Last season, the Michigan hockey team had the “horses to get into the race,” but as assistant coach Mel Pearson described last Thursday, the team just was a little behind at the finish line.

A year removed from their CCHA Tournament title, the Wolverines are still “knocking on the door,” according to Pearson, and the tools to finally break down the door and grab Michigan’s first NCAA championship since 1998 are present once again in Ann Arbor.

“There’s been a lot of those years where you feel you have a chance, and you have the team capable of winning it, and then from that point, a lot of things have to fall into place,” Pearson said. “But are we due? We’re probably due … Now, do we have the right players, in the right frame of mind?

“This time of year, we’re right there again. When you look at it, are there teams out there you just can’t beat? I don’t think that’s the case.”

Since the beginning of the calendar year, the Wolverines have an 11-4 conference record, sweeping five-of-seven weekend series, an impressive statistic considering they had swept just two opponents — Bowling Green and Lake Superior State — prior to The Big Chill at the Big House in mid-Dec.

Even with the team’s 11th CCHA regular season title to its name — clinched over Northern Michigan — senior co-captain Carl Hagelin and Pearson reiterated similar sentiments: the Wolverines still haven’t reached their top-end yet this late in the year.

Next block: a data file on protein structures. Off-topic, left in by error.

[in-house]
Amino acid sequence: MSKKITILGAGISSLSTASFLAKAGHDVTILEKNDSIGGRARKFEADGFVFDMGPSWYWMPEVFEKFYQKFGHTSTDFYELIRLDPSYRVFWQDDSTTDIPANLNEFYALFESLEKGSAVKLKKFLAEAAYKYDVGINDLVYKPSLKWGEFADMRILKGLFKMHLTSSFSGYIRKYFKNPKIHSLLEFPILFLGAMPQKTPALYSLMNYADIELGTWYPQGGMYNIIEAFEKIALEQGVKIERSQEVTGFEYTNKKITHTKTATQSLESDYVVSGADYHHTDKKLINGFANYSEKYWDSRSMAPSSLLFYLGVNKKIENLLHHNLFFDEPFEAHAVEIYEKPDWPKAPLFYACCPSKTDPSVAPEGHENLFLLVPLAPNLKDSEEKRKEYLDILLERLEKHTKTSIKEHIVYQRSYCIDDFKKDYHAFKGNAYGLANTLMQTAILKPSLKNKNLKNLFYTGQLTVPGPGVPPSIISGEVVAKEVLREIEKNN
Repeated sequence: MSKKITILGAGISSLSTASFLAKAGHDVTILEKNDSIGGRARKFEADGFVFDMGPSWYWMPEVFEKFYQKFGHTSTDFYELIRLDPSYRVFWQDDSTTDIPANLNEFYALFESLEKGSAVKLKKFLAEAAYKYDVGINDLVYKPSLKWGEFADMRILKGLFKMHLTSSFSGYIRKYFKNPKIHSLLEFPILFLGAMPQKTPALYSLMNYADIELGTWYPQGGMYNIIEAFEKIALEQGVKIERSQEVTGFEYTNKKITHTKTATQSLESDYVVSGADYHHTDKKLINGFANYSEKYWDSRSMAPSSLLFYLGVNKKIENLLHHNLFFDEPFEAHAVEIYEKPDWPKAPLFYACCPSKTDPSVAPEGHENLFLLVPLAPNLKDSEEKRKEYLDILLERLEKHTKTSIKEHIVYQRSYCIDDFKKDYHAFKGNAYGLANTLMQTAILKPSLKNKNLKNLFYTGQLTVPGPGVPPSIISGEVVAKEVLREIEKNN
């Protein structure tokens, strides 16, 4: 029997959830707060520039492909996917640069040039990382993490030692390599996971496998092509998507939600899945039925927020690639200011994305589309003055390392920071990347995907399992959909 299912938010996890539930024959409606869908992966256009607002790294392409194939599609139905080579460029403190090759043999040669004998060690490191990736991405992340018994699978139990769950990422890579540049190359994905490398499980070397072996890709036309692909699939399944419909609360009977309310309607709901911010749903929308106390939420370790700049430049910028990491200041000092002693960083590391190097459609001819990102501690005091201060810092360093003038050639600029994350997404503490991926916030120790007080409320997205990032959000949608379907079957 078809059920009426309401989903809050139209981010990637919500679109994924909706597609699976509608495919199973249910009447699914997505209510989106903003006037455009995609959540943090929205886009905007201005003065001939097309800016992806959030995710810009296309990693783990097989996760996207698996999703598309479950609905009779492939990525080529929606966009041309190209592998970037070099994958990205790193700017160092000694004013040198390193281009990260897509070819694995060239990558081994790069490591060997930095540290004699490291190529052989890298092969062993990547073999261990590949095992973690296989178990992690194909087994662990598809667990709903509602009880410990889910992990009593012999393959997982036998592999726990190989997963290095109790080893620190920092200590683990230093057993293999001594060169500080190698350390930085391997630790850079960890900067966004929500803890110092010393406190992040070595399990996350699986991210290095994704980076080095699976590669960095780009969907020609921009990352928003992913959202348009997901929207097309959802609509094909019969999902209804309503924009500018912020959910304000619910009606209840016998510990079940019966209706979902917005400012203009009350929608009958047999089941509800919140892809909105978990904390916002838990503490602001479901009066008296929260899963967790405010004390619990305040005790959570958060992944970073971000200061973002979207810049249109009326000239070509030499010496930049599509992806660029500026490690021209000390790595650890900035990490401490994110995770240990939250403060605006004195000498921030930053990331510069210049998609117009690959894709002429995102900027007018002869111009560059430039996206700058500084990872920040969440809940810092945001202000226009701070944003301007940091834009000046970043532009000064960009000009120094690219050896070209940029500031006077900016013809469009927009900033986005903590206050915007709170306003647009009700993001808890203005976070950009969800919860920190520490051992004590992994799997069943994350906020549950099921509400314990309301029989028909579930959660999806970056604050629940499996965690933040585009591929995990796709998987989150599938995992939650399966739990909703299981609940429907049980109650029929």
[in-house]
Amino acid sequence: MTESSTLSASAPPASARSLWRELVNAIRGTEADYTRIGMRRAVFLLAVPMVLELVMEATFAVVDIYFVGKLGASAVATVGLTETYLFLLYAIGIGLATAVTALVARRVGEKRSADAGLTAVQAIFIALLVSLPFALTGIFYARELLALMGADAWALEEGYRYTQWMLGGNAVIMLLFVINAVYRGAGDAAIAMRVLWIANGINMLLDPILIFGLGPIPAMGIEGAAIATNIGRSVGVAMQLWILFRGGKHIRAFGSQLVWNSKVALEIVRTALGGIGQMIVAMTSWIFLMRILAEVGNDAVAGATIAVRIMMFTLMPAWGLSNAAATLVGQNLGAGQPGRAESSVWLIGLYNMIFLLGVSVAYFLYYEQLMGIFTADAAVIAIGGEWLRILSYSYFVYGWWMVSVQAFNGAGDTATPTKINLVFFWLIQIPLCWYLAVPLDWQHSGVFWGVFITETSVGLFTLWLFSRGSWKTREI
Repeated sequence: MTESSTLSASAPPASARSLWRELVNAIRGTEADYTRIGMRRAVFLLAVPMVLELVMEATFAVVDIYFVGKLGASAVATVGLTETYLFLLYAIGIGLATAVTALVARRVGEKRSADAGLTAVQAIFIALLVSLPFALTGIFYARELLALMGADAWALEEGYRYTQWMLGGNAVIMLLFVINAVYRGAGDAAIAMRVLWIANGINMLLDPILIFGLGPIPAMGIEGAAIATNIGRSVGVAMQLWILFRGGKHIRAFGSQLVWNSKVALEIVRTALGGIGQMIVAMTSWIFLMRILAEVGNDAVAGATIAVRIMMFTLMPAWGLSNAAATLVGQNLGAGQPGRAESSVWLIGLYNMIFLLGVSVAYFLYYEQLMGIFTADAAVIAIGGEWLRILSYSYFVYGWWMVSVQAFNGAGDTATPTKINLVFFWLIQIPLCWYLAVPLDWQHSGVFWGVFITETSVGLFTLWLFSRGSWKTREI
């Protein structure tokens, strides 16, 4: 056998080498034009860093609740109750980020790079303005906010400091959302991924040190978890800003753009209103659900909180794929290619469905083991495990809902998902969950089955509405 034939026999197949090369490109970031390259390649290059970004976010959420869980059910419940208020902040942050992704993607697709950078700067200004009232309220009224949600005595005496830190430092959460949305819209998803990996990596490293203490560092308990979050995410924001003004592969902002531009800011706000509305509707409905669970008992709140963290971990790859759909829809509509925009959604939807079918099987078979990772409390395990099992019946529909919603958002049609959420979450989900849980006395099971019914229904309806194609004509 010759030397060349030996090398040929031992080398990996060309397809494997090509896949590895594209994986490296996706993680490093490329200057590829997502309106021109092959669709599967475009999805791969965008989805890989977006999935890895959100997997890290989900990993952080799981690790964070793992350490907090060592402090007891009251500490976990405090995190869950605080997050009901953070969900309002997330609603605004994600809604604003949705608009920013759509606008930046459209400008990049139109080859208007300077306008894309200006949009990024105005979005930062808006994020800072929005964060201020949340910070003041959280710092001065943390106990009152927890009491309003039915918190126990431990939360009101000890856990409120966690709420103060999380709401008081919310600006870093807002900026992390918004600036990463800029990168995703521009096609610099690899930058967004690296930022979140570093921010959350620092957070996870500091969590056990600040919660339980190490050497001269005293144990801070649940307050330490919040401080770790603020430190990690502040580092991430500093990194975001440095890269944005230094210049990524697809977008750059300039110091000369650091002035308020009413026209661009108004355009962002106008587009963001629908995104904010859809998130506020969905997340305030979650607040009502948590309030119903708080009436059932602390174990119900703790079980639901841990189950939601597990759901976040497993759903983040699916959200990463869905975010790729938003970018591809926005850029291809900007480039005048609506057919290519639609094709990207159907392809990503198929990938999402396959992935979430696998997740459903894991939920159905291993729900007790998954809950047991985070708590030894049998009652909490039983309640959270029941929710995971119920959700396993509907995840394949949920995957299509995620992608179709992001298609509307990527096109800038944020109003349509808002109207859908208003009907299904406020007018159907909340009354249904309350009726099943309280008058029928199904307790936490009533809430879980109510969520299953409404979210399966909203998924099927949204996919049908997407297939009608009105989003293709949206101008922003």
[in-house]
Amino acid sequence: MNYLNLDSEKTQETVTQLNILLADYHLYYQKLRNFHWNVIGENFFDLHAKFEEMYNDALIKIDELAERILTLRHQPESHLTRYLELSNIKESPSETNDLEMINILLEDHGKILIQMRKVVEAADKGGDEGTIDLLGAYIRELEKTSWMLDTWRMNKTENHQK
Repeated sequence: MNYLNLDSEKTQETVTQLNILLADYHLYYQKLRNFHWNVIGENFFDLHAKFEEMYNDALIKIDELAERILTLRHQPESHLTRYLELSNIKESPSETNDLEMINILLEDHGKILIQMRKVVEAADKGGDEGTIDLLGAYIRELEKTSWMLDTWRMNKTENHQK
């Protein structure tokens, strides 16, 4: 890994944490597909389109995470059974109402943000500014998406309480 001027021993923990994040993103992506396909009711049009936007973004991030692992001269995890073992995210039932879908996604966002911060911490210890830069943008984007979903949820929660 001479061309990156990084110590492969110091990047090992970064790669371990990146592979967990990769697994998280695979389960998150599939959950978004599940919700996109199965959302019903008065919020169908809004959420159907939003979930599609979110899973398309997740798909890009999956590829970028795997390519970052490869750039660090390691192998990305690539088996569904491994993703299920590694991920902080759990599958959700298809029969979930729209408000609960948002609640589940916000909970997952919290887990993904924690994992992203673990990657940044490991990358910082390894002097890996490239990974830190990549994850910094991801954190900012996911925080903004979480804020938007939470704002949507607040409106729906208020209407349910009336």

“As a coach, you’re trying to get everybody’s best game the same night, and I don’t know if you’re ever going to get that,” Pearson said. “But that’s what you’re trying to work toward. We’re getting closer. This time of year seems to bring out the best in our team … There’s something different about this time of year. Hopefully, last Saturday in Marquette was just a sign of that.”

Hagelin added that playing sound defense as Michigan heads into the second round of the playoffs this upcoming weekend at Yost Ice Arena is one of the key ingredients to formulating a deep run into the NCAA Tournament — the Wolverines are tied for third in the CCHA, allowing 2.31 goals per game.

And though Hagelin and the other six members of the current senior class have reached the Frozen Four just once, Michigan head coach Red Berenson has been there eight times during his 27 years on the bench.

Following the completion of the Wolverines’ sweep of Northern Michigan last weekend, the team sang ‘The Victors’ in the locker room and from the post-game festivities, one could see a very emotionally-charged Berenson who normally is as even keel as it gets.

“It’s hard to see how much Red cares sometimes because he keeps that straight face,” senior forward Matt Rust said last week. “But, I think from day one, he’s really expected a lot from this team. I think he might have a little special place for this team.”

Berenson turned 71 this past December and is approaching the last few seasons with the Wolverines, but his commitment to success hasn’t wavered — he signed a three-year contract extension last May, which will keep him at Michigan through the 2012-13 season.

“It’s like this team is his baby,” Hagelin said about Berenson’s love for Michigan. “He loves every player that comes through here. He just tries to develop us as much as possible, and obviously anytime you can win something, it’s a huge accomplishment for him and the team.

“He says when the team is playing well, it’s not because of the coach, that’s when all the players are clicking. That’s the goal we still have to reach.”

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